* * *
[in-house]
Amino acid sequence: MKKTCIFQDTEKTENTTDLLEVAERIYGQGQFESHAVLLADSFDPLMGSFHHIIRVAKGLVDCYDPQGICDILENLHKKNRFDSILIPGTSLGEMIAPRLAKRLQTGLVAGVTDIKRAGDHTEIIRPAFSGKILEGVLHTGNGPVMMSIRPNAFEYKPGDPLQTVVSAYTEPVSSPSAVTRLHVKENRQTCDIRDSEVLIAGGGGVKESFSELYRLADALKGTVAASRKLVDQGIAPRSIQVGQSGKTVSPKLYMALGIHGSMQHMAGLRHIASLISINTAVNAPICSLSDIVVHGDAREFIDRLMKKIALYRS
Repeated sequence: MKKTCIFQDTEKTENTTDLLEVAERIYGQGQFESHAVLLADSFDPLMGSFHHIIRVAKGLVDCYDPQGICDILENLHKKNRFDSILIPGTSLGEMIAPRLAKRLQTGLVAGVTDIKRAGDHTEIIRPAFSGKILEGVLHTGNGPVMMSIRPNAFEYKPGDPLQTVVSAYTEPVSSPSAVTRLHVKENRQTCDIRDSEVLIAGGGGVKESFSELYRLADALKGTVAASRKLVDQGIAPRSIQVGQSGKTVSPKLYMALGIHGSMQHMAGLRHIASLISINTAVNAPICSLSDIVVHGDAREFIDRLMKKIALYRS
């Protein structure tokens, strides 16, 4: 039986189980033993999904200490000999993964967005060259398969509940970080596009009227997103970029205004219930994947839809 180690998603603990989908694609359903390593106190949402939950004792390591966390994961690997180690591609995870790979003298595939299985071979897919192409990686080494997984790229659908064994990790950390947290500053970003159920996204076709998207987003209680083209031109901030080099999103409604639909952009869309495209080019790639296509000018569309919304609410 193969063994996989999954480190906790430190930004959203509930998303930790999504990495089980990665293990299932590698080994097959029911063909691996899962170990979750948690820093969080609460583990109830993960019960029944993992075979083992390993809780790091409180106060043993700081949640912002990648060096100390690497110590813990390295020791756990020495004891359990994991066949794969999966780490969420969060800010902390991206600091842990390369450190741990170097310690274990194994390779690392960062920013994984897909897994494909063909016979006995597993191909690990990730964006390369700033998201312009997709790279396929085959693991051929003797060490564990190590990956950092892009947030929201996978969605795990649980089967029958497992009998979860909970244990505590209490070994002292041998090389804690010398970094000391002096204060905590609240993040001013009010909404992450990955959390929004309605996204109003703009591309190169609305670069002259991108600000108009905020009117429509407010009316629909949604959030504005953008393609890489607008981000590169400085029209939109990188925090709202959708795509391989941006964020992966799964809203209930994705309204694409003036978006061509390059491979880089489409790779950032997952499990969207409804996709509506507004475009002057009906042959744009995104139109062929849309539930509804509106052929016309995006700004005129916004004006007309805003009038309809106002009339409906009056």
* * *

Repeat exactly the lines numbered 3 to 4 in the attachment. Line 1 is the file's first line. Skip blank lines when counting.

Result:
Repeated sequence: MKKTCIFQDTEKTENTTDLLEVAERIYGQGQFESHAVLLADSFDPLMGSFHHIIRVAKGLVDCYDPQGICDILENLHKKNRFDSILIPGTSLGEMIAPRLAKRLQTGLVAGVTDIKRAGDHTEIIRPAFSGKILEGVLHTGNGPVMMSIRPNAFEYKPGDPLQTVVSAYTEPVSSPSAVTRLHVKENRQTCDIRDSEVLIAGGGGVKESFSELYRLADALKGTVAASRKLVDQGIAPRSIQVGQSGKTVSPKLYMALGIHGSMQHMAGLRHIASLISINTAVNAPICSLSDIVVHGDAREFIDRLMKKIALYRS
């Protein structure tokens, strides 16, 4: 039986189980033993999904200490000999993964967005060259398969509940970080596009009227997103970029205004219930994947839809 180690998603603990989908694609359903390593106190949402939950004792390591966390994961690997180690591609995870790979003298595939299985071979897919192409990686080494997984790229659908064994990790950390947290500053970003159920996204076709998207987003209680083209031109901030080099999103409604639909952009869309495209080019790639296509000018569309919304609410 193969063994996989999954480190906790430190930004959203509930998303930790999504990495089980990665293990299932590698080994097959029911063909691996899962170990979750948690820093969080609460583990109830993960019960029944993992075979083992390993809780790091409180106060043993700081949640912002990648060096100390690497110590813990390295020791756990020495004891359990994991066949794969999966780490969420969060800010902390991206600091842990390369450190741990170097310690274990194994390779690392960062920013994984897909897994494909063909016979006995597993191909690990990730964006390369700033998201312009997709790279396929085959693991051929003797060490564990190590990956950092892009947030929201996978969605795990649980089967029958497992009998979860909970244990505590209490070994002292041998090389804690010398970094000391002096204060905590609240993040001013009010909404992450990955959390929004309605996204109003703009591309190169609305670069002259991108600000108009905020009117429509407010009316629909949604959030504005953008393609890489607008981000590169400085029209939109990188925090709202959708795509391989941006964020992966799964809203209930994705309204694409003036978006061509390059491979880089489409790779950032997952499990969207409804996709509506507004475009002057009906042959744009995104139109062929849309539930509804509106052929016309995006700004005129916004004006007309805003009038309809106002009339409906009056």